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If you need to inspect underground ducting for potential damage, before excavating a large volume of soil you should first carry out an initial risk assessment and consider whether the surrounding soil is known to contain chemicals that could potentially cause corrosion, or if there have been any recent incidents or events that could have expedited corrosion or damage. Once you’re ready to carry out an inspection, ensure that all utilities are switched off well in advance of any digging so you can be certain that there’s no longer any utilities such as gas or electricity flowing through the system before you begin.

For your own safety, always carry out visual checks to assess the condition of ducting rather than touching it directly, and specifically look for any signs of breakages, fraying, material thinning, holes or ducting cracks, or issues with connections. 

If you spot damage and conclude that ducting does need to be removed and replaced, you can find expert guidance on how to carry out safe repairs within the NJUG Guidelines of Third Party Cable Ducting, which are available to download here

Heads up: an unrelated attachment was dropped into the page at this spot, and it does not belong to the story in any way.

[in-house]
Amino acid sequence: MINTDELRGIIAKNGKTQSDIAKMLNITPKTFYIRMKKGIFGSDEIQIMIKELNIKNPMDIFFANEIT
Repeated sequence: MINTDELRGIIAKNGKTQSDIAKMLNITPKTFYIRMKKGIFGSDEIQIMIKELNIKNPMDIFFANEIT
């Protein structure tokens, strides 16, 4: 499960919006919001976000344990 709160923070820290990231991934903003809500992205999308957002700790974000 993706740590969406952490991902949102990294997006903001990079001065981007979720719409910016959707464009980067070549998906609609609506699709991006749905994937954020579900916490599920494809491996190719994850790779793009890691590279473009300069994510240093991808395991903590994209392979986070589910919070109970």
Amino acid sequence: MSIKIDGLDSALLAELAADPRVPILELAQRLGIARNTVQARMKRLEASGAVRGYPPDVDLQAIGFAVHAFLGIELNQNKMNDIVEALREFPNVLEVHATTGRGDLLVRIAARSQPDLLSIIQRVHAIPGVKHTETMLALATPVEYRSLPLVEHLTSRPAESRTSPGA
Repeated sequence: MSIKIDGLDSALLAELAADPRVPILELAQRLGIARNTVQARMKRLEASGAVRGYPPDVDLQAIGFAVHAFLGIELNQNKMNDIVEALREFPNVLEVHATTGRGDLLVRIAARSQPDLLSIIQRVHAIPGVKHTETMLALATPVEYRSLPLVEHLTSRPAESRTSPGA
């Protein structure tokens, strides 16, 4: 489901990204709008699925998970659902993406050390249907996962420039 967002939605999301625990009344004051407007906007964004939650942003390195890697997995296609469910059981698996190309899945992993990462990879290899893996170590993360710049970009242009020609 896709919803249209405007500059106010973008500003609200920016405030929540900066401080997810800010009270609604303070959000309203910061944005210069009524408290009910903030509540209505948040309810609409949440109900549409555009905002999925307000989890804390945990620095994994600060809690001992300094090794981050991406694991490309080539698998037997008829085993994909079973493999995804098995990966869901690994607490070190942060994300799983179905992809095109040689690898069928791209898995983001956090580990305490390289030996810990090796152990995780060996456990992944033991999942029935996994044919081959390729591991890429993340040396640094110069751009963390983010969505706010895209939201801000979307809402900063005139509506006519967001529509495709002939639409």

UK Tested and Approved british kitemark drainage products

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At EasyMerchant we offer a wide range of both rigid and flexible ducting in a varied selection of colours for common applications, including gas pipe ducting, twinwall electrical cable ducting, water pipe ducting, twinwall fibre optic ducting for CCTV, streetlight/traffic signal ducting, and motorway communications ducting. Whichever type of ducting you need for the job in hand, we’ve got you covered, and for added peace of mind every single duct pipe we sell has been tested and approved for use in the UK.